Are more and more people working meaningless jobs?

BULL__ JOBS 

David Graeber  

Simon & Schuster

333 pages; $27

 

What do all those people crowding into subway cars, sitting in rush-hour traffic and walking down city streets in business attire actually do all day? They are seemingly working somewhere — the national unemployment rate is the lowestit’s been since 2000 — and data would suggest that many of them are working in offices. Blue-collar jobs now make up less than 14 per cent of total employment, down from 31 per cent in 1970. But understanding how these white-collar workers occupy themselves when they get to their desks in skyscrapers and office parks across America takes a little imagination.

 

That’s because, according to David Graeber, many of them aren’t doing anything at all. In “Bull__ Jobs,” Graeber, an anthropology professor at the London School of Economics, applies a critical eye to the Western world of work, where, he says, companies pay people to carry out an endless array of tasks that make no meaningful contribution to society. Graeber is expanding on a 2013 essay that he published in Strike! magazine and that subsequently went viral. In it, citing a famous prediction by the economist John Maynard Keynes, he argued that technology should have made workers more productive, leading to a 15-hour workweek, but instead has been used to make people work more, in pointless jobs they hate.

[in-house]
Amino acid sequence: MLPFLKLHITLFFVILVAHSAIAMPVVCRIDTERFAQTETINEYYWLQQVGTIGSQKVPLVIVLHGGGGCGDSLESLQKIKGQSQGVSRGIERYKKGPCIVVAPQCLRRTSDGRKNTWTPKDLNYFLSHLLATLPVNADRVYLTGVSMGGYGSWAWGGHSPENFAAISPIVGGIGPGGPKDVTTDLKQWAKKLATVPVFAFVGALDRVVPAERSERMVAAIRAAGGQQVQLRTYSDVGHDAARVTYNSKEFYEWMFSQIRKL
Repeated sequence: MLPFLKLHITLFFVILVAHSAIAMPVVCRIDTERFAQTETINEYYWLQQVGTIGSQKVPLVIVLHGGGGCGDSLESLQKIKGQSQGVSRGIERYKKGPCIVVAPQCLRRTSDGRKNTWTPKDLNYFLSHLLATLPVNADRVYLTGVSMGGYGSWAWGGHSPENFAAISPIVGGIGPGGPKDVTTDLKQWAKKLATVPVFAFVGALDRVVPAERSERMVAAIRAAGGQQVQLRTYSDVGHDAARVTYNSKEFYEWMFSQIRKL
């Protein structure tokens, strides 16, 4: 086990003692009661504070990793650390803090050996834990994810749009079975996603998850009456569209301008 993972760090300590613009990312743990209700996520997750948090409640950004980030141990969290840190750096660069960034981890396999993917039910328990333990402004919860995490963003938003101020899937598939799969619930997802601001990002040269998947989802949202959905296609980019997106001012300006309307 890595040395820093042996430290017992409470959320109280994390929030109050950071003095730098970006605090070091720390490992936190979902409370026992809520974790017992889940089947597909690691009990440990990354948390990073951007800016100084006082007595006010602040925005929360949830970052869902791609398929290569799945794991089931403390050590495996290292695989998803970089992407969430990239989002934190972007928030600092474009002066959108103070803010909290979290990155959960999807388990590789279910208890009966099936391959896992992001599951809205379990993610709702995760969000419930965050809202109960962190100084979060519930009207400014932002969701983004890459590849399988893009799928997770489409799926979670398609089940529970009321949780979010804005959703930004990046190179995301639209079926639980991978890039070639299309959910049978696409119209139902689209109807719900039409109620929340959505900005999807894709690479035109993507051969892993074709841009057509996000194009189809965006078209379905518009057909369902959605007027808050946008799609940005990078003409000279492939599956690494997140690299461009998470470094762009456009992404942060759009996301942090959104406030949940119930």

American work has indeed undergone a fundamental shift in the past century. Where workers once made things, the bulk of them now serve people instead. The increase in service jobs involves not just the type of work people do at restaurants or clothing stores; service-sector employees include administrators, consultants, accountants and call-center representatives. Between 1910 and 2000 in the United States, the share of people in professional, managerial, clerical, sales and service jobs grew from one-quarter to three-quarters of total employment, Graeber says.

 

Graeber does not claim to know which jobs are useless and which are not; instead he asks workers to weigh in on that themselves. After his essay was published, he solicited comments from people who felt that their jobs were meaningless, and the book draws on several hundred testimonies from people who responded on Twitter to his calls for examples of useless jobs. He uses these responses to understand what types of pointless jobs exist. There are the “flunkies,” who are hired to make other people feel important, like the publishing-company receptionist whose responsibilities were limited to filling the mint jar and answering the phone a few times a day; the “goons,” who aggressively sell people things they don’t need or want, like the call-center employees who pitch expensive credit reports to people who could get them free; and the “duct tapers,” who exist only because of a “glitch” in an organisation, like the woman who had to proofread research reports written by a statistician who was a terrible writer. Graeber asserts that as much as 40 per cent of the work force in rich countries may be stuck in these pointless jobs, though his only proof comes from a 2015 YouGov poll that asked Britons if their job made a “meaningful contribution” to the world — 37 per cent said it did not.